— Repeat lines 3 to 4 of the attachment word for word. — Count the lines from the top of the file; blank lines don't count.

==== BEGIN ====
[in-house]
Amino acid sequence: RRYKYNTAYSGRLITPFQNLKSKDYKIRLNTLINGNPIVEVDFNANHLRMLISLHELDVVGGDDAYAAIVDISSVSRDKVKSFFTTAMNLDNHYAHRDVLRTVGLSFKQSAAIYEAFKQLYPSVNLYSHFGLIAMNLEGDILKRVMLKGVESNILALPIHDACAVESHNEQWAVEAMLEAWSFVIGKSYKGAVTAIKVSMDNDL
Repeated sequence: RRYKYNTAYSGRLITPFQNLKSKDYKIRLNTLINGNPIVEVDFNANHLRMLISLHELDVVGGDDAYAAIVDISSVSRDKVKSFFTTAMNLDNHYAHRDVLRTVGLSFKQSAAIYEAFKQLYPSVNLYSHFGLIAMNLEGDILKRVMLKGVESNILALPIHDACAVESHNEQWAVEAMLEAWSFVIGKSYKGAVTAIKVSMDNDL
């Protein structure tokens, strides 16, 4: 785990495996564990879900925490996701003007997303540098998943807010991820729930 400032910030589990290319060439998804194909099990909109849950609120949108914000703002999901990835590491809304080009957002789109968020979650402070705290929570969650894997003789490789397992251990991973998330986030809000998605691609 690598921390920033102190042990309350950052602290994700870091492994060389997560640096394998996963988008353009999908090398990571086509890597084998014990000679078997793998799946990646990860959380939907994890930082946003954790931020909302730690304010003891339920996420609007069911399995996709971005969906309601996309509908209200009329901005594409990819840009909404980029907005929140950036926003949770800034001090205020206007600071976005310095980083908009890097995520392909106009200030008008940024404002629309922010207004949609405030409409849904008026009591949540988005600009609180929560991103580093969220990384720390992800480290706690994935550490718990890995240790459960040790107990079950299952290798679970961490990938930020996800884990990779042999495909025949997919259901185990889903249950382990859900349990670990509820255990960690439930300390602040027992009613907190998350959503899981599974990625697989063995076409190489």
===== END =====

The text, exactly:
Repeated sequence: RRYKYNTAYSGRLITPFQNLKSKDYKIRLNTLINGNPIVEVDFNANHLRMLISLHELDVVGGDDAYAAIVDISSVSRDKVKSFFTTAMNLDNHYAHRDVLRTVGLSFKQSAAIYEAFKQLYPSVNLYSHFGLIAMNLEGDILKRVMLKGVESNILALPIHDACAVESHNEQWAVEAMLEAWSFVIGKSYKGAVTAIKVSMDNDL
């Protein structure tokens, strides 16, 4: 785990495996564990879900925490996701003007997303540098998943807010991820729930 400032910030589990290319060439998804194909099990909109849950609120949108914000703002999901990835590491809304080009957002789109968020979650402070705290929570969650894997003789490789397992251990991973998330986030809000998605691609 690598921390920033102190042990309350950052602290994700870091492994060389997560640096394998996963988008353009999908090398990571086509890597084998014990000679078997793998799946990646990860959380939907994890930082946003954790931020909302730690304010003891339920996420609007069911399995996709971005969906309601996309509908209200009329901005594409990819840009909404980029907005929140950036926003949770800034001090205020206007600071976005310095980083908009890097995520392909106009200030008008940024404002629309922010207004949609405030409409849904008026009591949540988005600009609180929560991103580093969220990384720390992800480290706690994935550490718990890995240790459960040790107990079950299952290798679970961490990938930020996800884990990779042999495909025949997919259901185990889903249950382990859900349990670990509820255990960690439930300390602040027992009613907190998350959503899981599974990625697989063995076409190489």